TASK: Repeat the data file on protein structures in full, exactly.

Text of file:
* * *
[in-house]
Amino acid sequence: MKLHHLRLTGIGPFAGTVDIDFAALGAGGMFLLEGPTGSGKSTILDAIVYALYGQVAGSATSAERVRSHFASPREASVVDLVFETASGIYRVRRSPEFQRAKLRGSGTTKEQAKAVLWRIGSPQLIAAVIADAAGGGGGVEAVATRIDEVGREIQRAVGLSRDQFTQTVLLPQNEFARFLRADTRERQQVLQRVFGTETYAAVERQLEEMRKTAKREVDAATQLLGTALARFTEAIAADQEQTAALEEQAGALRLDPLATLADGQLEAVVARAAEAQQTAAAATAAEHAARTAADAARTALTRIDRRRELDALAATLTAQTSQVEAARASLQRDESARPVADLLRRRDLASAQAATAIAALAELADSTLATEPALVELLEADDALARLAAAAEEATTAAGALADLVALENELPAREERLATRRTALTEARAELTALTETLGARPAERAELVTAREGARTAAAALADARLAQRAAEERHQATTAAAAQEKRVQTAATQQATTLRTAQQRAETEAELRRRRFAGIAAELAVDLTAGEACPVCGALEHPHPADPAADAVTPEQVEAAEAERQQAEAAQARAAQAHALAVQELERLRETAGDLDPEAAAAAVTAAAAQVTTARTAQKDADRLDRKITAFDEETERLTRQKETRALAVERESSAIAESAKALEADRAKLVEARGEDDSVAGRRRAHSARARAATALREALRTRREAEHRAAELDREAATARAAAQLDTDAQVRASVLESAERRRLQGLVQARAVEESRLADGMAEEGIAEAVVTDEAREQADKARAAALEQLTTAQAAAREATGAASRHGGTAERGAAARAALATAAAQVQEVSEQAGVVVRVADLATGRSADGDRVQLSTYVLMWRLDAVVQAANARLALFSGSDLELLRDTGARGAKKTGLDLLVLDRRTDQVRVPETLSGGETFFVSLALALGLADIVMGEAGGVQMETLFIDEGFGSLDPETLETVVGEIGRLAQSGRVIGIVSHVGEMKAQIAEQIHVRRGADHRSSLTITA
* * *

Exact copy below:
[in-house]
Amino acid sequence: MKLHHLRLTGIGPFAGTVDIDFAALGAGGMFLLEGPTGSGKSTILDAIVYALYGQVAGSATSAERVRSHFASPREASVVDLVFETASGIYRVRRSPEFQRAKLRGSGTTKEQAKAVLWRIGSPQLIAAVIADAAGGGGGVEAVATRIDEVGREIQRAVGLSRDQFTQTVLLPQNEFARFLRADTRERQQVLQRVFGTETYAAVERQLEEMRKTAKREVDAATQLLGTALARFTEAIAADQEQTAALEEQAGALRLDPLATLADGQLEAVVARAAEAQQTAAAATAAEHAARTAADAARTALTRIDRRRELDALAATLTAQTSQVEAARASLQRDESARPVADLLRRRDLASAQAATAIAALAELADSTLATEPALVELLEADDALARLAAAAEEATTAAGALADLVALENELPAREERLATRRTALTEARAELTALTETLGARPAERAELVTAREGARTAAAALADARLAQRAAEERHQATTAAAAQEKRVQTAATQQATTLRTAQQRAETEAELRRRRFAGIAAELAVDLTAGEACPVCGALEHPHPADPAADAVTPEQVEAAEAERQQAEAAQARAAQAHALAVQELERLRETAGDLDPEAAAAAVTAAAAQVTTARTAQKDADRLDRKITAFDEETERLTRQKETRALAVERESSAIAESAKALEADRAKLVEARGEDDSVAGRRRAHSARARAATALREALRTRREAEHRAAELDREAATARAAAQLDTDAQVRASVLESAERRRLQGLVQARAVEESRLADGMAEEGIAEAVVTDEAREQADKARAAALEQLTTAQAAAREATGAASRHGGTAERGAAARAALATAAAQVQEVSEQAGVVVRVADLATGRSADGDRVQLSTYVLMWRLDAVVQAANARLALFSGSDLELLRDTGARGAKKTGLDLLVLDRRTDQVRVPETLSGGETFFVSLALALGLADIVMGEAGGVQMETLFIDEGFGSLDPETLETVVGEIGRLAQSGRVIGIVSHVGEMKAQIAEQIHVRRGADHRSSLTITA